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Burkholderia multivorans is an opportunistic pathogen capable of causing severe disease in patients with cystic fibrosis (CF). Patients may be chronically infected for years, during which the bacterial population evolves in response to unknown forces. Here we analyze the genomic and functional evolution of a B. multivorans infection that was sequentially(More)
Microbes are now known to participate in an extensive repertoire of cooperative behaviors such as biofilm formation, production of extracellular public-goods, group motility, and higher-ordered multicellular structures. A fundamental question is how these cooperative tasks are maintained in the face of non-cooperating defector cells. Recently, a number of(More)
UNLABELLED The motile-to-sessile transition is an important lifestyle switch in diverse bacteria and is often regulated by the intracellular second messenger cyclic diguanylate monophosphate (c-di-GMP). In general, high c-di-GMP concentrations promote attachment to surfaces, whereas cells with low levels of signal remain motile. In the plant pathogen(More)
The second messenger nucleotide cyclic diadenylate monophosphate (c-di-AMP) has been identified in several species of Gram positive bacteria and Chlamydia trachomatis. This molecule has been associated with bacterial cell division, cell wall biosynthesis and phosphate metabolism, and with induction of type I interferon responses by host cells. We(More)
Traditional models of ecosystems often assume that the species composing an unperturbed ecosystem become fixed so that only the relative abundances of the species change over time. Such ecosystems are said to have reached an optimal fixed point. However, recent work has suggested that neutral evolutionary processes can significantly alter the species(More)
Staphylococcus aureus is a leading cause of community- and nosocomial-acquired infections, with a propensity for biofilm formation. S. aureus biofilms actively skew the host immune response toward an anti-inflammatory state; however, the biofilm effector molecules and the mechanism(s) of action responsible for this phenomenon remain to be fully defined. The(More)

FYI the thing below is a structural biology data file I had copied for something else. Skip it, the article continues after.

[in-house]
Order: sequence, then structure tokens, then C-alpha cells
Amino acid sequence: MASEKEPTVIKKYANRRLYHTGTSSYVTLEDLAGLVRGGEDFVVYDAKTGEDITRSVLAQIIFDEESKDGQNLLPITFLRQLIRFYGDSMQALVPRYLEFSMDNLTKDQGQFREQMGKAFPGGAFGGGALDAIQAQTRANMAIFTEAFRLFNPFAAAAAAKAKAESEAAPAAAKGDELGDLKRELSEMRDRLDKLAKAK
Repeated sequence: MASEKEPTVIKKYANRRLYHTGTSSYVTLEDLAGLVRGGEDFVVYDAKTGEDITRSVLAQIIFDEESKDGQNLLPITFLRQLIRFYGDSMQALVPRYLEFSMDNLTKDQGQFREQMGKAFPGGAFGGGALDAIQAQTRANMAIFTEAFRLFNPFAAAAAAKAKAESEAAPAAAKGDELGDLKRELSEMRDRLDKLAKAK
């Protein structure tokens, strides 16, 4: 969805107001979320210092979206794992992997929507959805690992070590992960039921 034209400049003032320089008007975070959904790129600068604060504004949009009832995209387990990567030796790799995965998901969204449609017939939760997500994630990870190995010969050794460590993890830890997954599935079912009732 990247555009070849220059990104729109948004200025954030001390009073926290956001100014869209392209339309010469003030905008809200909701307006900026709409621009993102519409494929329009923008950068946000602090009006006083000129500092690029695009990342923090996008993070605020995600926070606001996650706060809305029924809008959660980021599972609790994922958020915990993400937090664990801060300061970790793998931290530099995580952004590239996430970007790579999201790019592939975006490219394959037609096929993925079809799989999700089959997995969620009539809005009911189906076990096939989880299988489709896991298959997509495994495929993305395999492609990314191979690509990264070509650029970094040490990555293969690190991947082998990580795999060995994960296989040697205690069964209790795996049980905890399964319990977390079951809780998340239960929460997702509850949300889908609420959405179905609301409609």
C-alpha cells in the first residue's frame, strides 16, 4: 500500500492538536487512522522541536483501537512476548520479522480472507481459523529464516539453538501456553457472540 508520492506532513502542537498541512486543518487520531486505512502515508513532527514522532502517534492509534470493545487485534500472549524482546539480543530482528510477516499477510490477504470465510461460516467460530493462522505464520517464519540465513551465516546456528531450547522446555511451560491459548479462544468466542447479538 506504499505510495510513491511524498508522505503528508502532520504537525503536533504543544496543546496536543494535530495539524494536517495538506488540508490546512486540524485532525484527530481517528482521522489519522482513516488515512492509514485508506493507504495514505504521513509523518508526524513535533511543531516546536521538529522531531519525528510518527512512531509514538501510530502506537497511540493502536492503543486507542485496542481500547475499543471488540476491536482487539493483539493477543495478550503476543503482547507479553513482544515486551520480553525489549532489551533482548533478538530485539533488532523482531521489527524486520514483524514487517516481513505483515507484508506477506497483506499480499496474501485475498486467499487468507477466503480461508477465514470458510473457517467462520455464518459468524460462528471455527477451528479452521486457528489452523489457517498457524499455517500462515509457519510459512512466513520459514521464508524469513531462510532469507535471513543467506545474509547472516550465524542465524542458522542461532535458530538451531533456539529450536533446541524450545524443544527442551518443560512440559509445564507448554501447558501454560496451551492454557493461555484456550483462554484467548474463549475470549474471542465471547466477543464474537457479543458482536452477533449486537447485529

UNLABELLED In bacteria, the functions of polyamines, small linear polycations, are poorly defined, but these metabolites can influence biofilm formation in several systems. Transposon insertions in an ornithine decarboxylase (odc) gene in Agrobacterium tumefaciens, predicted to direct synthesis of the polyamine putrescine from ornithine, resulted in(More)
Communication has been suggested as a mechanism to stabilize cooperation. In bacteria, chemical communication, termed quorum sensing (QS), has been hypothesized to fill this role, and extracellular public goods are often induced by QS at high cell densities. Here we show, with the bacterium Vibrio harveyi, that QS provides strong resistance against invasion(More)
Cooperation is abundant in nature, occurring at all levels of biological complexity. Yet cooperation is continually threatened by subversion from noncooperating cheaters. Previous studies have shown that cooperation can nevertheless be maintained when the benefits that cooperation provides to relatives outweigh the associated costs. These fitness costs and(More)
There is a compelling need for more effective vaccine adjuvants to augment induction of Ag-specific adaptive immune responses. Recent reports suggested the bacterial second messenger bis-(3'-5')-cyclic-dimeric-guanosine monophosphate (c-di-GMP) acts as an innate immune system modulator. We recently incorporated a Vibrio cholerae diguanylate cyclase into an(More)
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